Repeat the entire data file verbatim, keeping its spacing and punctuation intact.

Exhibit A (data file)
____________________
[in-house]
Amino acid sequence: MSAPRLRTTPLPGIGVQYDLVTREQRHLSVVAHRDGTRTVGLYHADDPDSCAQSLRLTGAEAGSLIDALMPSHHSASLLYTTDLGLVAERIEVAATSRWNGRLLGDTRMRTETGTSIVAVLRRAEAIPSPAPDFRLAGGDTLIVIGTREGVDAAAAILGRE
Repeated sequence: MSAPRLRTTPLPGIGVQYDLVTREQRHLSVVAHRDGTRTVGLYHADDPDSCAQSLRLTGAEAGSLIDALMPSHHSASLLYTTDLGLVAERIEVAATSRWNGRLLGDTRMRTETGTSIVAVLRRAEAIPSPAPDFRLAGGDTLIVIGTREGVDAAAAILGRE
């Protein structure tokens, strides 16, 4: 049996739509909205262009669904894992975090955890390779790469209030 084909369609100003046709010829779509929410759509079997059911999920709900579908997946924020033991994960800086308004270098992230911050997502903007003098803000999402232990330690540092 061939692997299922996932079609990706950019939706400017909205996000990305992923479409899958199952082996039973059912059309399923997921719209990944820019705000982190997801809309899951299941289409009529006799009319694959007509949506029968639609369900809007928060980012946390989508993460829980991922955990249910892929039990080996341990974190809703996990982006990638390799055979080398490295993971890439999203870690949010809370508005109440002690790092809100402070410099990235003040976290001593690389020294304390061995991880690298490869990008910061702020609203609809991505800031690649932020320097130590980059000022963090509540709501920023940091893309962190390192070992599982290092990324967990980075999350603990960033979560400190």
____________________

[in-house]
Amino acid sequence: MSAPRLRTTPLPGIGVQYDLVTREQRHLSVVAHRDGTRTVGLYHADDPDSCAQSLRLTGAEAGSLIDALMPSHHSASLLYTTDLGLVAERIEVAATSRWNGRLLGDTRMRTETGTSIVAVLRRAEAIPSPAPDFRLAGGDTLIVIGTREGVDAAAAILGRE
Repeated sequence: MSAPRLRTTPLPGIGVQYDLVTREQRHLSVVAHRDGTRTVGLYHADDPDSCAQSLRLTGAEAGSLIDALMPSHHSASLLYTTDLGLVAERIEVAATSRWNGRLLGDTRMRTETGTSIVAVLRRAEAIPSPAPDFRLAGGDTLIVIGTREGVDAAAAILGRE
């Protein structure tokens, strides 16, 4: 049996739509909205262009669904894992975090955890390779790469209030 084909369609100003046709010829779509929410759509079997059911999920709900579908997946924020033991994960800086308004270098992230911050997502903007003098803000999402232990330690540092 061939692997299922996932079609990706950019939706400017909205996000990305992923479409899958199952082996039973059912059309399923997921719209990944820019705000982190997801809309899951299941289409009529006799009319694959007509949506029968639609369900809007928060980012946390989508993460829980991922955990249910892929039990080996341990974190809703996990982006990638390799055979080398490295993971890439999203870690949010809370508005109440002690790092809100402070410099990235003040976290001593690389020294304390061995991880690298490869990008910061702020609203609809991505800031690649932020320097130590980059000022963090509540709501920023940091893309962190390192070992599982290092990324967990980075999350603990960033979560400190």